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Results: 11

(searched for: Unusual Coinfection of Central Nervous System)
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Matthew Laurence Fielies, Iain Scott Walker
British Journal of Neurosurgery pp 1-4; doi:10.1080/02688697.2020.1725439

The publisher has not yet granted permission to display this abstract.
Arantxa Berzosa Sánchez, Marta Illán Ramos, Esther Culebras, José Tomás Ramos Amador
Journal of Pediatrics, Perinatology and Child Health, Volume 4, pp 27-30; doi:10.26502/jppch.74050037

Abstract:
Central nervous system infections may encompass a wide spectrum of manifestations from meningitis, if only meningeal inflammation is presented, to encephalitis, if the parenchyma is involved, although frequently both are affected leading to meningoencephalitis. Mainly caused by viruses, bacterial origin should always be ruled out because of its worse prognostic. An adolescent of 13-years-old is presented, who complained of fever, psychomotor agitation and altered level of consciousness of sudden onset. Once the diagnosis of meningoencephalitis was suspected samples from blood and cerebrospinal-fluid (CSF) were collected, and antibiotics were started. After 24 hours Neisseria meningitidis was isolated in blood culture and Human Herpesvirus 6 was detected by PCR in CSF, receiving treatment against both pathogens (cefotaxime and ganciclovir) with a prompt recovery. Even when bacterial and virus coinfection is not a common finding in CNS infections, it may occur, with high impact on clinical evolution of the patient. In order to stablish an accurate microbiological diagnosis, appropriate samples should be taken. It is also important to remark that treatment should be adjusted accordingly to microbiological results.
Pilar Enríquez-Ruano, Cristian Eduardo Navarro, Michael Ariza-Varón, Andrea Del Pilar Calderón-Castro
Spinal Cord Series and Cases, Volume 5; doi:10.1038/s41394-019-0238-0

The publisher has not yet granted permission to display this abstract.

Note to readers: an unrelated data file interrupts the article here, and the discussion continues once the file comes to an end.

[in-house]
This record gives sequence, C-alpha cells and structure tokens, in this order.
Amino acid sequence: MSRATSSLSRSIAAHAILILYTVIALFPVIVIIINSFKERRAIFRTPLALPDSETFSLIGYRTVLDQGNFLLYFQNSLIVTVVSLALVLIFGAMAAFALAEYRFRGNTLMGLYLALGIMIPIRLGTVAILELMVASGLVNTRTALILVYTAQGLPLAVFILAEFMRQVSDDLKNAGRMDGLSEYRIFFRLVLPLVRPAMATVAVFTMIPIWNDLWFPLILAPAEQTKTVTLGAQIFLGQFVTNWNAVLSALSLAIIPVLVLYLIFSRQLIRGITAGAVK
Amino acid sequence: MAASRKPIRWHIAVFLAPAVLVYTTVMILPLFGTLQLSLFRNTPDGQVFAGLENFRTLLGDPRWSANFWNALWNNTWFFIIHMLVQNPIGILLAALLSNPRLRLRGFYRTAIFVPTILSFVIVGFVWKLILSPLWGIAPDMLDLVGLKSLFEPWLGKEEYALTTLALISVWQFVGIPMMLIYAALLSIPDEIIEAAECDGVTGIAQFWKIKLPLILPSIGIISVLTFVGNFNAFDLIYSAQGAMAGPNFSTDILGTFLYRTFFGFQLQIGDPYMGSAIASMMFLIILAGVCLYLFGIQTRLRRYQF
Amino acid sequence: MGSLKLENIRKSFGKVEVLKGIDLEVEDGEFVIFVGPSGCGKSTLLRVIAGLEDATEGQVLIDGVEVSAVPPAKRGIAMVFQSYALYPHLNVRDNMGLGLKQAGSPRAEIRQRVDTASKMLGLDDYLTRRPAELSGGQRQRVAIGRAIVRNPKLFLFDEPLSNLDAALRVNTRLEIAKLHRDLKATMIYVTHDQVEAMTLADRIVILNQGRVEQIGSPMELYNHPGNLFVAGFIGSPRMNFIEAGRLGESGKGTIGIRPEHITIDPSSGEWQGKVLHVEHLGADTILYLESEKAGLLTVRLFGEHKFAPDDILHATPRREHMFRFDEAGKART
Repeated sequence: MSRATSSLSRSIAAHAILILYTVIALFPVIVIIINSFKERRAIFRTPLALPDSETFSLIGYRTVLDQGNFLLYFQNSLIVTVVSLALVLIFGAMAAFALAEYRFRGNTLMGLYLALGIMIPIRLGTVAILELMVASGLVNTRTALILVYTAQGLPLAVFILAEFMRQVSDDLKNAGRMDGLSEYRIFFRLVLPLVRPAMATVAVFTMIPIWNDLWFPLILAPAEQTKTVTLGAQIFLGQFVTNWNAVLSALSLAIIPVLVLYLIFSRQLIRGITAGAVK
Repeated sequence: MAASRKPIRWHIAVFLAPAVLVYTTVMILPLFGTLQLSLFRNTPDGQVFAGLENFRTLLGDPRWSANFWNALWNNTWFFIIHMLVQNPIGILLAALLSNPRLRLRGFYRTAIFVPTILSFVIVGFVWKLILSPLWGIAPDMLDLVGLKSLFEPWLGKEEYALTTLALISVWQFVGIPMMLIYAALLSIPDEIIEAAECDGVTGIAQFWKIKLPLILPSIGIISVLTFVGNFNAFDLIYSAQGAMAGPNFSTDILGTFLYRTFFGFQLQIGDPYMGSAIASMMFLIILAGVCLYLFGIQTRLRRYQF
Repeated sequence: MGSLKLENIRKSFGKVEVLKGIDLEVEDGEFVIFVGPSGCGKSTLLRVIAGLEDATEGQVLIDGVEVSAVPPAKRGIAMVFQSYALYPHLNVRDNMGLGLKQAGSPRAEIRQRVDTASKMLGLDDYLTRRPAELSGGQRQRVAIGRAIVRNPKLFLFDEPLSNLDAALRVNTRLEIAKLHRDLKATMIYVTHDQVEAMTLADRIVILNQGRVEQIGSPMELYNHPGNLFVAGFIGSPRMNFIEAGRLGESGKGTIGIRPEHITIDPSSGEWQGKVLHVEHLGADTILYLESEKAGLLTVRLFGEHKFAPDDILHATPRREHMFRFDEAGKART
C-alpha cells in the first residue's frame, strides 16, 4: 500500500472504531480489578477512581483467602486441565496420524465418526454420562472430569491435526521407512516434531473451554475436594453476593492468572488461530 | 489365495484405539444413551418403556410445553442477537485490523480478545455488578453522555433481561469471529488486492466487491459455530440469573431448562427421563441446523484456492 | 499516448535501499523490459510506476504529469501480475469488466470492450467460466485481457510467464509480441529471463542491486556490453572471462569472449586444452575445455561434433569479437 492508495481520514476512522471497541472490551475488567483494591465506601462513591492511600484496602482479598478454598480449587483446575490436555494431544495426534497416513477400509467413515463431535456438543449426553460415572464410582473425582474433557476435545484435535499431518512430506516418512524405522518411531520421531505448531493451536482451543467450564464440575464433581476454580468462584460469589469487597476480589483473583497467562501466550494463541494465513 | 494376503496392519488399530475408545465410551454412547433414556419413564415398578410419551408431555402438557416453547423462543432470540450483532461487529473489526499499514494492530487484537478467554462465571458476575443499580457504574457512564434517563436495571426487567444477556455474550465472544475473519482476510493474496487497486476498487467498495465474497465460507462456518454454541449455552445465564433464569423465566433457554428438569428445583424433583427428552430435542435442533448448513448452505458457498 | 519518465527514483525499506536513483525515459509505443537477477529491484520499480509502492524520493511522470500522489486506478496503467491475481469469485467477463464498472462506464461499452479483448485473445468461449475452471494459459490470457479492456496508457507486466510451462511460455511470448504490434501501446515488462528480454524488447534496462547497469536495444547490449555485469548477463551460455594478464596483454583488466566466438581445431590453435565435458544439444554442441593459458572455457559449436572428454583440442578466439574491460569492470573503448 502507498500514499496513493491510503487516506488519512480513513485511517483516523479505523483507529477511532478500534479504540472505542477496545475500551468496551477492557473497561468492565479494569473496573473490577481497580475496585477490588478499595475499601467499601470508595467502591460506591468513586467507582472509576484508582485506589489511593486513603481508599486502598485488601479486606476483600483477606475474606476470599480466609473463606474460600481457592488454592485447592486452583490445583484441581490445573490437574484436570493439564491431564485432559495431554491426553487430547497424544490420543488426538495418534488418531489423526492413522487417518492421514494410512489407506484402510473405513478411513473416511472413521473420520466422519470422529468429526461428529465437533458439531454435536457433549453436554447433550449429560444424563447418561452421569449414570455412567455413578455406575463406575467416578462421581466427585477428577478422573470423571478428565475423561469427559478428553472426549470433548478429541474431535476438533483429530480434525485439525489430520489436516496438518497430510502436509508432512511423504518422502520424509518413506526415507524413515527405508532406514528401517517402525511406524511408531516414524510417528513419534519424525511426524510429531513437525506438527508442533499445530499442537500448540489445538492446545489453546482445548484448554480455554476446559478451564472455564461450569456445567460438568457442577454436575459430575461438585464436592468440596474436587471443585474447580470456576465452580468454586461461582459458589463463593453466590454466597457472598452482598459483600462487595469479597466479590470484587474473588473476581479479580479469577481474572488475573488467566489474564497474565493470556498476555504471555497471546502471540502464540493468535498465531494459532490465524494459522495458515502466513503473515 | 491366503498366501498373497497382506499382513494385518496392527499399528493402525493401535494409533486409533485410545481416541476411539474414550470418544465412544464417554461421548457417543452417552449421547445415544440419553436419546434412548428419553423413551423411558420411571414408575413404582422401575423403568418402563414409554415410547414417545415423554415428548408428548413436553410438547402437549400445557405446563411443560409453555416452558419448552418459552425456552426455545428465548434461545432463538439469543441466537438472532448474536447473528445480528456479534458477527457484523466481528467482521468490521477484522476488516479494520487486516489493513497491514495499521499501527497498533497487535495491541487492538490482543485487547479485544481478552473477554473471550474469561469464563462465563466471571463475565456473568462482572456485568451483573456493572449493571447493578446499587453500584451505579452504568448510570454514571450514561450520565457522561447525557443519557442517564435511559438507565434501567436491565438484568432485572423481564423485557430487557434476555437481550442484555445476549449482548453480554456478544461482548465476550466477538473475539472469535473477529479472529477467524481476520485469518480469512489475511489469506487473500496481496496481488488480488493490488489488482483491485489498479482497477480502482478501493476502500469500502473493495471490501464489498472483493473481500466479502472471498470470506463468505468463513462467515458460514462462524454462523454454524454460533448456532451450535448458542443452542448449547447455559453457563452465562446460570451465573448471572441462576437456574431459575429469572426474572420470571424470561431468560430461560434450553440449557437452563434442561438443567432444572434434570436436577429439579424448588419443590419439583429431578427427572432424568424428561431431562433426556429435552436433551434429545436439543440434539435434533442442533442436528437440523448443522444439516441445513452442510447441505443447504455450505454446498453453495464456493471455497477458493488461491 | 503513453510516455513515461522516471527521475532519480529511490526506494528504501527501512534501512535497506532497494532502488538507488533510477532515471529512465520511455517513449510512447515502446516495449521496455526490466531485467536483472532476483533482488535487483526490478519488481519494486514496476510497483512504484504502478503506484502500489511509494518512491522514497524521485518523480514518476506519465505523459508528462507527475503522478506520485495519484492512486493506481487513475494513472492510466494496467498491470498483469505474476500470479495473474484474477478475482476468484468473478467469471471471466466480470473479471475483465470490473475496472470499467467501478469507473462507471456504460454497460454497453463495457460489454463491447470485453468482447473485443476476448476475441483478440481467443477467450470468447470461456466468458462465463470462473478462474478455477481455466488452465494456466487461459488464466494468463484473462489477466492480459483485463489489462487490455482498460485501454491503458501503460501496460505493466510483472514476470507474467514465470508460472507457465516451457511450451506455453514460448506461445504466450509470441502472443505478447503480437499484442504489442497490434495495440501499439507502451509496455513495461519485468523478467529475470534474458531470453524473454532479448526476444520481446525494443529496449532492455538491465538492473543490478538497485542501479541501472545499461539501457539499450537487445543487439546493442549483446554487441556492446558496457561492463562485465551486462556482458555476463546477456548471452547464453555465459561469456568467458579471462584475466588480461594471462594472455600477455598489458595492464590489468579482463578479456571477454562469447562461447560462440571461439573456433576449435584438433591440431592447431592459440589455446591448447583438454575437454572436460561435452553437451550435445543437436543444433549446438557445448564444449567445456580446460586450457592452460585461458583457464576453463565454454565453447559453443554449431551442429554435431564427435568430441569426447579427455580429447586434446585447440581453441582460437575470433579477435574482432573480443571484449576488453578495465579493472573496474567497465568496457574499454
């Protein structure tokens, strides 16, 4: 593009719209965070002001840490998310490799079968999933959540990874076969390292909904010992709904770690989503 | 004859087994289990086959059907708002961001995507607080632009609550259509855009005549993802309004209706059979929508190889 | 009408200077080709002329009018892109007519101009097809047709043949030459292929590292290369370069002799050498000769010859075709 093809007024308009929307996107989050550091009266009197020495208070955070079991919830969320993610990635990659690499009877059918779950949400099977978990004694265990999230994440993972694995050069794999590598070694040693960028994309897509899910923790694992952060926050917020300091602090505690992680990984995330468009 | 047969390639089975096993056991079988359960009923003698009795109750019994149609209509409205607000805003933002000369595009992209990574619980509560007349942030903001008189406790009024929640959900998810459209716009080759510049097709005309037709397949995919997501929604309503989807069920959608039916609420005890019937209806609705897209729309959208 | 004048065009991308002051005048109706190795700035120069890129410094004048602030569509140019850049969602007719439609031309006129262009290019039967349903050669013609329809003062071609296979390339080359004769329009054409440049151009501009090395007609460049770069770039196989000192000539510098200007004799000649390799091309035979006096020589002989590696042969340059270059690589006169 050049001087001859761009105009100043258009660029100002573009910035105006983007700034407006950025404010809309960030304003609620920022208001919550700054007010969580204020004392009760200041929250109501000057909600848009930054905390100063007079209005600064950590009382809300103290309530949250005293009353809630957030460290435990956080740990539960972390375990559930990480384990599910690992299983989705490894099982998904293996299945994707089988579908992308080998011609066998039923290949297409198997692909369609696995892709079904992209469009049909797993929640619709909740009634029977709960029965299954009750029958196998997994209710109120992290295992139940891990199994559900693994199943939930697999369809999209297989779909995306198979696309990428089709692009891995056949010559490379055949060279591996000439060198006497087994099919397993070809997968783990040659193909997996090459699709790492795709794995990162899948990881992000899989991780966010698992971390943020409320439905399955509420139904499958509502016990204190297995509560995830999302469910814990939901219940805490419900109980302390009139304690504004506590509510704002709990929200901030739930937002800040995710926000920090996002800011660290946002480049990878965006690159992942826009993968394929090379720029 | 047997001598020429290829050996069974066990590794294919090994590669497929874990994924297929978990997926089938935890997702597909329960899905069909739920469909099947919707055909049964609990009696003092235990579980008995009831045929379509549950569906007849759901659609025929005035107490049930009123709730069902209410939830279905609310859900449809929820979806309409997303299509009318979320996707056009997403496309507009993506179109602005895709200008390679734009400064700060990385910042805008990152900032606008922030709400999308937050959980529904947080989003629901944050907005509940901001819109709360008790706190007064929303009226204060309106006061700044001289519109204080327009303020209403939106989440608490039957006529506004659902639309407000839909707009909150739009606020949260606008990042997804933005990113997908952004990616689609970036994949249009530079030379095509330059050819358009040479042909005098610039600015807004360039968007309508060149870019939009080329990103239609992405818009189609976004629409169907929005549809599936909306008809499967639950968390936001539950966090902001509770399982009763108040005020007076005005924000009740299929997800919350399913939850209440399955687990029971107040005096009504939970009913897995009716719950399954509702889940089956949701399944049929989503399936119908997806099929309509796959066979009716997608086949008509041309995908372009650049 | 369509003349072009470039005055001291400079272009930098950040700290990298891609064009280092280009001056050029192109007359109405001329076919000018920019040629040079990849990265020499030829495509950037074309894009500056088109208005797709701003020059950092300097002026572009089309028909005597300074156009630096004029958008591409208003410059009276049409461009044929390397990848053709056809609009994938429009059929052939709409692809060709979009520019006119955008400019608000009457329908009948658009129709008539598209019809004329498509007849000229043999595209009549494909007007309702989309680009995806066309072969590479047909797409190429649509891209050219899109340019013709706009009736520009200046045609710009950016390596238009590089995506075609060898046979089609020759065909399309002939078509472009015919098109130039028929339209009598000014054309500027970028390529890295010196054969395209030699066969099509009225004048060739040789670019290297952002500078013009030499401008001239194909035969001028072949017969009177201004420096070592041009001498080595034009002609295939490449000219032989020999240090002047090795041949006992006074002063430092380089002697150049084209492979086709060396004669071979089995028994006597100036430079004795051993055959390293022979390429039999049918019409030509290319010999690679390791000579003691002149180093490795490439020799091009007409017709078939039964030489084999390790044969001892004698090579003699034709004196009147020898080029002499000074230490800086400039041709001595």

Michele De Souza Bastos, Valquiria Do Carmo Alves Martins, Natália Lessa Da Silva, Samya Jezine, Sérgio Pinto, Valderjane Aprigio, Rossicleia Lins Monte, Silvio Fragoso, Marzia Puccioni-Sohler
Memórias do Instituto Oswaldo Cruz, Volume 114; doi:10.1590/0074-02760180450

Abstract:
BACKGROUND Amazon, the largest tropical forest of the world, has suffered from dengue outbreaks since 1998. Cerebrospinal fluid (CSF) of patients, from Amazonas state, suspected of central nervous system (CNS) viral infection was studied using molecular and immunological methods. OBJECTIVE To evaluate the importance of CSF investigation in patients with acute dengue virus (DENV) infection of CNS. METHODS CSF samples of 700 patients were analysed by reverse transcription polymerase chain reaction (RT-PCR) to detect the presence of dengue virus (DENV) RNA and by enzyme-linked immunosorbent assay (ELISA) to detect presence of DENV specific IgM. FINDINGS DENV infection was detected in 4.3% of the CSF samples; 85.7% (24/28) by DENV IgM and 14.3% (4/28) by viral RNA. DENV detected by viral RNA were to be found serotypes DENV-2 (three patients) and DENV-1 (one patient). The neurological diagnosis in patients CNS infection of DENV included encephalitis (10), meningoencephalitis (10), meningitis (6), acute myelitis (1), and encephalomyelitis (1). The majority (89.3%) had intrathecal inflammation: pleocytosis, hyperproteinorrachia and DENV IgM antibodies. Hypoglycorrhachia and/or high levels of lactate in CSF were found in 36% of the patients. Co-infection (CMV, HIV, EBV, and/or Mycobacterium tuberculosis) was observed in eight (28.6%) cases. CONCLUSIONS We found intense inflammatory CSF that is unusual in CNS disorders caused by dengue infection. It may be due co-infections or the immunogenetic background of the local Amerindian Brazilian population. CSF examination is an important diagnostic support tool for neurological dengue diagnosis.
Abhijeet Singh, Viswesvaran Balasubramanian, Nitesh Gupta
Journal of Family Medicine and Primary Care, Volume 7, pp 618-628; doi:10.4103/jfmpc.jfmpc_56_18

Abstract:
Dengue fever (DF) is an arboviral disease caused by a positive-sense RNA virus of the genus Flavivirus. The overall incidence of DF has increased exponentially worldwide over the last three decades. The atypical clinical manifestations of DF grouped under expanded dengue syndrome (EDS), have also been reported more frequently for the last decade. These unusual manifestations are usually associated with coinfections, comorbidities, or complications of prolonged shock. Intracranial hemorrhage (ICH) is one of the rare manifestations of the central nervous system involvement by dengue as a part of EDS. The pathogenesis and treatment of this manifestation also remain controversial. Therefore, we report a case of a previously healthy 65-year-old female who developed ICH as a part of EDS along with a brief review of literature.